Still, as Aaron Shapiro, CEO of their agency, HUGE, noted, with the Oreo effect, “now every brand is piling on no matter how relevant or not” in real-time marketing during events. He said Audi didn’t want to use a “me-too strategy”. (Plus, they needed to be careful since they were involved in a 2010 Super Bowl campaign controversy).

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10 of the Worst Logo Designs (and Funniest #PRFail Moments)

April Fools

In the spirit of this overrated day for amateur comedians and inebriated pranksters, we thought it would be a good idea to offer some insight on how advertising and public relations are inexorably connected, for better or worse. Consider this: When a company builds a logo, it’s the job of the PR agency to deliver on that brand promise.

To wit, when a creative agency makes a logo that lives in infamy for the wrong reasons, it’s up to the PR agency to clean up the mess in the media … or just throw in the towel and laugh. The post is all about the latter. Enjoy.

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Spider-Man Delivers Your Mail in This Cross-Promotion Campaign

spider-man

“Spiderman, Spiderman
Does whatever a spider can
Spins a web, any size,
Delivers mail, so watch the skies.”

Wait, those aren’t the lyrics? Someone better tell the US Postal Service.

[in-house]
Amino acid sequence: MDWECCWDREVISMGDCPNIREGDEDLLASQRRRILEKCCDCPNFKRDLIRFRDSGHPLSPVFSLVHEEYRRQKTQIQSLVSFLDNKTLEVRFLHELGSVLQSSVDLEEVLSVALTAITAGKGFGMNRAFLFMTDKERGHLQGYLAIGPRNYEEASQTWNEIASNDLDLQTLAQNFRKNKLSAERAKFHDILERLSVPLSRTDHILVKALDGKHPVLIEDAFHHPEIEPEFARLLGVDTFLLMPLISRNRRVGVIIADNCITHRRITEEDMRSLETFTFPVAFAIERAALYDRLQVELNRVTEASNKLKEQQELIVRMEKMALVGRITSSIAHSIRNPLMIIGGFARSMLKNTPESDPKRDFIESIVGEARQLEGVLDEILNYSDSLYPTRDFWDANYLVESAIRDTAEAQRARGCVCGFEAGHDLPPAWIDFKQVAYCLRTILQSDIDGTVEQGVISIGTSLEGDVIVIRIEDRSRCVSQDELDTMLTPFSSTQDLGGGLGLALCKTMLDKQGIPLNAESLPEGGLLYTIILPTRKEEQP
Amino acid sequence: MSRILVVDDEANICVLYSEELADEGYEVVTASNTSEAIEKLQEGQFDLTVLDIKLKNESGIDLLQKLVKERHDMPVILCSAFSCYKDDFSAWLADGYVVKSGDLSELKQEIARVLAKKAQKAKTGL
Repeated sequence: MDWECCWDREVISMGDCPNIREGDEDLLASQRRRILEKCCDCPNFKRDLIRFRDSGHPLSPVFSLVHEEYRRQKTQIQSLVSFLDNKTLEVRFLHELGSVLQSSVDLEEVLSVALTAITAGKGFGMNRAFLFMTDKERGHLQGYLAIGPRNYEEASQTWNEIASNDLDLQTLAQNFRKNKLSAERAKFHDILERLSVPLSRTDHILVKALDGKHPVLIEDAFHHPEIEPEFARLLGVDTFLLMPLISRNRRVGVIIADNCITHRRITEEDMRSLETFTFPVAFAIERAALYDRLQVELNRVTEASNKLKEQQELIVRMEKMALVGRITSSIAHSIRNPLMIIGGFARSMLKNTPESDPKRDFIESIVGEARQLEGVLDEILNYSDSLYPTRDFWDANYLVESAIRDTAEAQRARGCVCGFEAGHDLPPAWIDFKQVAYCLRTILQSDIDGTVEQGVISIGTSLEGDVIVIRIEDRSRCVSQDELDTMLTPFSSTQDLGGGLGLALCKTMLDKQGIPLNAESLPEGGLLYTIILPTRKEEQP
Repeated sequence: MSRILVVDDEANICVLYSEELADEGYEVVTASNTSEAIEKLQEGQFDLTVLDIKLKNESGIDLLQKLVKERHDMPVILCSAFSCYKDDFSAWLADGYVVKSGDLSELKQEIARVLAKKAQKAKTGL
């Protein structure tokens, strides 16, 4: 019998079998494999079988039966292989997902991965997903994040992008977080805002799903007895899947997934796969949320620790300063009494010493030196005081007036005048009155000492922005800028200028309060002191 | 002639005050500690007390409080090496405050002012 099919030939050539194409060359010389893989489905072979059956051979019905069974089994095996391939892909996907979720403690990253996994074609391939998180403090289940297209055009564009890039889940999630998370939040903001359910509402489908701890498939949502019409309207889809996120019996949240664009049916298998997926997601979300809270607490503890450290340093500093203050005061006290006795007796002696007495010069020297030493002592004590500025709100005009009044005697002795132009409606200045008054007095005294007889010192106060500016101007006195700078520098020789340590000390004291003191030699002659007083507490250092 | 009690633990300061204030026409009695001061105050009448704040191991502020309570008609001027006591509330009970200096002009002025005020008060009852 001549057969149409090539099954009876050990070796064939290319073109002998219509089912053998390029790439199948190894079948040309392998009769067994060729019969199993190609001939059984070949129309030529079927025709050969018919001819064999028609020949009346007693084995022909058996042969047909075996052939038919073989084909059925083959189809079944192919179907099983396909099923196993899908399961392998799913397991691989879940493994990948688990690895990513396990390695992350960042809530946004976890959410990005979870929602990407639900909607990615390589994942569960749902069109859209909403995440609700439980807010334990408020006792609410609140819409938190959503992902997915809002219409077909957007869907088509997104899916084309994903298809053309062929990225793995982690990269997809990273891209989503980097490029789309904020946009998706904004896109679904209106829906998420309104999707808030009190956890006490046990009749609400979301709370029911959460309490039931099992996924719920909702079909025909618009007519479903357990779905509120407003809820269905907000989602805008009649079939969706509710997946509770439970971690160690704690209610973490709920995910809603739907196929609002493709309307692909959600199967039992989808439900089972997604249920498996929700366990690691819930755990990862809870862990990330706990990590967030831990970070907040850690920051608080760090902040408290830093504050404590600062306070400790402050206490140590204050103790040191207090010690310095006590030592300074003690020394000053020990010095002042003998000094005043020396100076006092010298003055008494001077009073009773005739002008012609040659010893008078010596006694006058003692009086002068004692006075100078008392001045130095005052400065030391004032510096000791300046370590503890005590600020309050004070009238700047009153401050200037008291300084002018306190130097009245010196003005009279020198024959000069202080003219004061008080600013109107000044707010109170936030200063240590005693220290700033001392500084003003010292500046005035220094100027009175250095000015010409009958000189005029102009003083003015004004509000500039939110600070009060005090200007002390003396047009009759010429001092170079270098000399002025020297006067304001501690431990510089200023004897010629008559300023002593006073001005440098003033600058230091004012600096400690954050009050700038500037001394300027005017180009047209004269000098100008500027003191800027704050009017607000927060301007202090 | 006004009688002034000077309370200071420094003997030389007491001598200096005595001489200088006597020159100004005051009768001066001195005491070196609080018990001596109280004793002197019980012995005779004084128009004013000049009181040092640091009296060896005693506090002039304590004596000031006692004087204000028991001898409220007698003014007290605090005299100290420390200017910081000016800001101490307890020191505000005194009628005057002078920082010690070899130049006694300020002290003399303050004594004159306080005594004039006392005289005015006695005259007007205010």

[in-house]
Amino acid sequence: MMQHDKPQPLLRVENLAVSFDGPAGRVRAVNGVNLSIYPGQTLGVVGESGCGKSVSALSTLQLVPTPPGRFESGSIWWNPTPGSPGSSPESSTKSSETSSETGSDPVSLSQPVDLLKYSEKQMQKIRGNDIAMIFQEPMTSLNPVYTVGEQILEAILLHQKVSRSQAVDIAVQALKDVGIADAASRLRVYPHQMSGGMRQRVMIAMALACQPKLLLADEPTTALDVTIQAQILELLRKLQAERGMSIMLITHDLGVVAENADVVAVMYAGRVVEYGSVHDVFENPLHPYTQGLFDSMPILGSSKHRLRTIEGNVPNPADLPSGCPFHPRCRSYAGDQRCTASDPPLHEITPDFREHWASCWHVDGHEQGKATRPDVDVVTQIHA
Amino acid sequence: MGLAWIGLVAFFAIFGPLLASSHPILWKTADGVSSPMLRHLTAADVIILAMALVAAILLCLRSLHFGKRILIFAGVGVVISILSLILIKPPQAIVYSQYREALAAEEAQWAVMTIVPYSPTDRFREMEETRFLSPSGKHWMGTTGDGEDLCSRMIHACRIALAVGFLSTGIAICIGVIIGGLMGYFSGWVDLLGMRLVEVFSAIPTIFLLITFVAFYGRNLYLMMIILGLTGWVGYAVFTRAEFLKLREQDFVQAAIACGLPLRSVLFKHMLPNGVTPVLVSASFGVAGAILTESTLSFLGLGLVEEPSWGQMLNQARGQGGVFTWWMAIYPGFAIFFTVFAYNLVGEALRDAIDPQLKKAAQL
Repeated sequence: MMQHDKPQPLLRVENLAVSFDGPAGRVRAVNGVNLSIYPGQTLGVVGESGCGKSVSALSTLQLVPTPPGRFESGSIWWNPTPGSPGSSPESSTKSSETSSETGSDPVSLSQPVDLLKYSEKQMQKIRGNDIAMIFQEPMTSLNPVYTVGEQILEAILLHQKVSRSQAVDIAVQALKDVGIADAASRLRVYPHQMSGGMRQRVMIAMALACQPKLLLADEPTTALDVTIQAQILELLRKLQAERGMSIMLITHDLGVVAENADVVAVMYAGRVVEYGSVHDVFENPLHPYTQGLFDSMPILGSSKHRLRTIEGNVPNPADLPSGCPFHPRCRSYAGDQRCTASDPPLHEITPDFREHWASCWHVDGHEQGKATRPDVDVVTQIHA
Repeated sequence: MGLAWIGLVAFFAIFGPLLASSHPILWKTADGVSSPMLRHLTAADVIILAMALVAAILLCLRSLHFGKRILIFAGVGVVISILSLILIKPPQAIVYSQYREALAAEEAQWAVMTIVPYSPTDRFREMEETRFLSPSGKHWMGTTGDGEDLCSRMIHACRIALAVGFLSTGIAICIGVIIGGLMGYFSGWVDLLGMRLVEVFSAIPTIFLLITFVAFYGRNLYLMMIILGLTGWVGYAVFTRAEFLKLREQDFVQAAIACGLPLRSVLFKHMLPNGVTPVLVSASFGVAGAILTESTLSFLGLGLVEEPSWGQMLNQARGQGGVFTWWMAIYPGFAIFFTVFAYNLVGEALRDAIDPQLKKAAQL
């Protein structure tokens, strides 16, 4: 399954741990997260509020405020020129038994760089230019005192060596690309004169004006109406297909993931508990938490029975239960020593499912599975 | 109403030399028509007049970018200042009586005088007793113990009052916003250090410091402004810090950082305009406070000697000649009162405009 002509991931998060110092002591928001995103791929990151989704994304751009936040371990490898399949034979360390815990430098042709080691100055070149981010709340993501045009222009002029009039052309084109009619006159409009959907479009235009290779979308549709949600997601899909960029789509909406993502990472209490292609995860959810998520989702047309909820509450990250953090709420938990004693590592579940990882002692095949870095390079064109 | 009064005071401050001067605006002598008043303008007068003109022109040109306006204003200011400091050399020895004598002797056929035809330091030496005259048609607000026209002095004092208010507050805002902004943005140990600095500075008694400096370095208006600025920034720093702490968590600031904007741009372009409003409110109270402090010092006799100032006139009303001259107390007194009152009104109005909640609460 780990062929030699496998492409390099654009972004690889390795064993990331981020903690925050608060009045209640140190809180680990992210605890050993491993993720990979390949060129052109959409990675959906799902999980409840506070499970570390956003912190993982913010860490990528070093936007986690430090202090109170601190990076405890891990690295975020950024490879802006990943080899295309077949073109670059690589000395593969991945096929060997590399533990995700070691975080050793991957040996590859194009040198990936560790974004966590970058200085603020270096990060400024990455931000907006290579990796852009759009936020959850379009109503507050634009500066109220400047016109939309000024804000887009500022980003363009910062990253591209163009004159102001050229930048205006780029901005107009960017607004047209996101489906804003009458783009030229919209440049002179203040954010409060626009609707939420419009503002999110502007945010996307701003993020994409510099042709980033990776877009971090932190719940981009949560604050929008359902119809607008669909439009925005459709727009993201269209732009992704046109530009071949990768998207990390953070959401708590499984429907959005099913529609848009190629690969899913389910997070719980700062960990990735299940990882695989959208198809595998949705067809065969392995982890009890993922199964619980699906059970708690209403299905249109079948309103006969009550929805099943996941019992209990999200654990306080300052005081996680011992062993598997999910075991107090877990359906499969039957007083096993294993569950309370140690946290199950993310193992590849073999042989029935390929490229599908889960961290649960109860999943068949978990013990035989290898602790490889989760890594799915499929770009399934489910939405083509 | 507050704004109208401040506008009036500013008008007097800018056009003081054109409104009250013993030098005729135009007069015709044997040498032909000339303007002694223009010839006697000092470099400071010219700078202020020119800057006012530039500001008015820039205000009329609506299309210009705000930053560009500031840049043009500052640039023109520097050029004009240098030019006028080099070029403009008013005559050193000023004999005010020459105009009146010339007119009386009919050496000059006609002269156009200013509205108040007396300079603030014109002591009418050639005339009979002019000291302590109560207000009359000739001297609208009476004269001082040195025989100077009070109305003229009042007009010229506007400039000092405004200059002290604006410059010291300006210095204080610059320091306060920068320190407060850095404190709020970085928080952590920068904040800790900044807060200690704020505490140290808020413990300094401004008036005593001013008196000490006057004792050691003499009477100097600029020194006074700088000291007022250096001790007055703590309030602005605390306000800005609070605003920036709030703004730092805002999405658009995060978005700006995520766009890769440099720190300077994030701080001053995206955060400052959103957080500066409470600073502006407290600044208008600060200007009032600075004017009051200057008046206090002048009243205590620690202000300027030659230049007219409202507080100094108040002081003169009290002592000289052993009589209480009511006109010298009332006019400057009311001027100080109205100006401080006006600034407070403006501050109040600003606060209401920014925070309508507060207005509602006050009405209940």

In a world in which brands and blockbuster movies are pairing off faster than teenagers before prom, the latest movie/business cross-promo coupling is between the Postal Service (specifically Priority Mail) and “The Amazing Spider-Man 2,” set to hit theaters May 2. The USPS and Sony Pictures are collaborating on a multi-channel marketing campaign that will run through the end of May.

Not sure the Postal Service has much in common with the web-slinging superhero? The Chief Marketing and Sales Officer at USPS, Nagisa Manabe, would beg to differ, saying in a statement:

“Our Priority Mail products share many qualities with a Super Hero of Spider-Man’s caliber, namely those of speed, agility and reliability. Like Spider-Man, our priority has always been the people we serve. We pride ourselves on our commitment to public service and delivering for our customers, and we are excited about enlisting Spider-Man to help promote our Priority Mail offerings.” Read more

WTF? Construction Workers Should Eat a Snickers to Properly Fuel Their Misogynistic Catcalls?

An ad that shows construction workers yelling empowering, kind, pro-equality encouragement at women? What could possibly be bad about that — it’s clever, cute, and progressive, right? Well, this Snickers ad could have been those things, but ends up sending a message that is anything but.